A hub for life sciences in Massachusetts has sponsored thousands of internships and wants to sponsor thousands more, helping students build a bridge from college classes to innovative careers.
Kenn Turner, the CEO of the Massachusetts Life Sciences Center (MLSC) told dozens of Clark students on Tuesday, Sept. 26, that the “life sciences ecosystem” in Worcester is growing rapidly. Students here have opportunities, Turner said in an Innovation in Action speaker series lecture. The speaker series, sponsored by the School of Management, is a chance for students, faculty, and staff to hear about innovation, incubation, and entrepreneurship.
“The Massachusetts Life Sciences Center believes in Worcester,” Turner said. The Center is a quasi-public agency that receives public and private funding to support innovation, research and development, and manufacturing activities in the fields of biopharma, medical device, diagnostics, and digital health while creating jobs and driving workforce development.
The Center has sponsored 5,844 internships for life sciences careers, created 16,000 jobs, and funded $41 million of investments into the life sciences workforce in Massachusetts. Turner encouraged students to research paths to life science careers and emphasized the importance of ensuring minority and low-income demographic groups are represented in the industry’s growth.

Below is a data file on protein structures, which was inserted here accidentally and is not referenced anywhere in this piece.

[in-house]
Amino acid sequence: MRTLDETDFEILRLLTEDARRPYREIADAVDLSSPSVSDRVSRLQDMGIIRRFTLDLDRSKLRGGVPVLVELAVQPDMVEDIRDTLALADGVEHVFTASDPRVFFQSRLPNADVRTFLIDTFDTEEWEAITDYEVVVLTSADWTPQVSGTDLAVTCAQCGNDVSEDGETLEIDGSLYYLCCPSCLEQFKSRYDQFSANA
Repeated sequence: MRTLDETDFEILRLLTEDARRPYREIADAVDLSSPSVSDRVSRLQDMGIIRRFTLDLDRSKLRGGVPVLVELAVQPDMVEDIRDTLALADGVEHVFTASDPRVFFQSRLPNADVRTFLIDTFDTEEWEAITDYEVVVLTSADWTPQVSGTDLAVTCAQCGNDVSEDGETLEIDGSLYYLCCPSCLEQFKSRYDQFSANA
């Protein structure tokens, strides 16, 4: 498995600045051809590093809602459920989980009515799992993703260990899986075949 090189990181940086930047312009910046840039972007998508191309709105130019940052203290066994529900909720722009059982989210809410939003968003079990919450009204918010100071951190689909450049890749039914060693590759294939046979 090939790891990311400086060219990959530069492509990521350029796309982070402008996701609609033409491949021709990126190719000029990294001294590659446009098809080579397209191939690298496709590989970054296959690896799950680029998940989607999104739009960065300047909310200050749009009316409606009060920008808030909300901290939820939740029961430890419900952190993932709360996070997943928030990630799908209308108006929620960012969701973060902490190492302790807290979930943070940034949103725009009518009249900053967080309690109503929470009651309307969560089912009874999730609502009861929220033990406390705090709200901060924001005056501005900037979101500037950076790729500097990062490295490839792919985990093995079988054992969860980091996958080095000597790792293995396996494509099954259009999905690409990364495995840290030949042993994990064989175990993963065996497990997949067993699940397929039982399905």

“Talent is equally distributed. Opportunity is not,” Turner said.
The Center is pioneering a program called Pathmaker, which seeks to elevate Massachusetts as a leader in health care and health equity. By fighting to keep medical manufacturing in Massachusetts and creating jobs for all skill levels, the Center aims to narrow the income equality gap. Turner said keeping medical manufacturing local is vital for faster innovation in research fields, building generational wealth, financial equity, and convenience.
Turner encouraged students to find mentors to guide them through career training.
“If you don’t have a mentor, get one,” said Turner, who believes that the strongest indicator of future success is strong guidance. He also encouraged students to explore creative avenues in their careers and to diversify their interests. A variety of career paths, including roles in the military and the private sector, led Turner to the Center.
“You are not going to end up where you started,” Turner said, “and that’s all right.”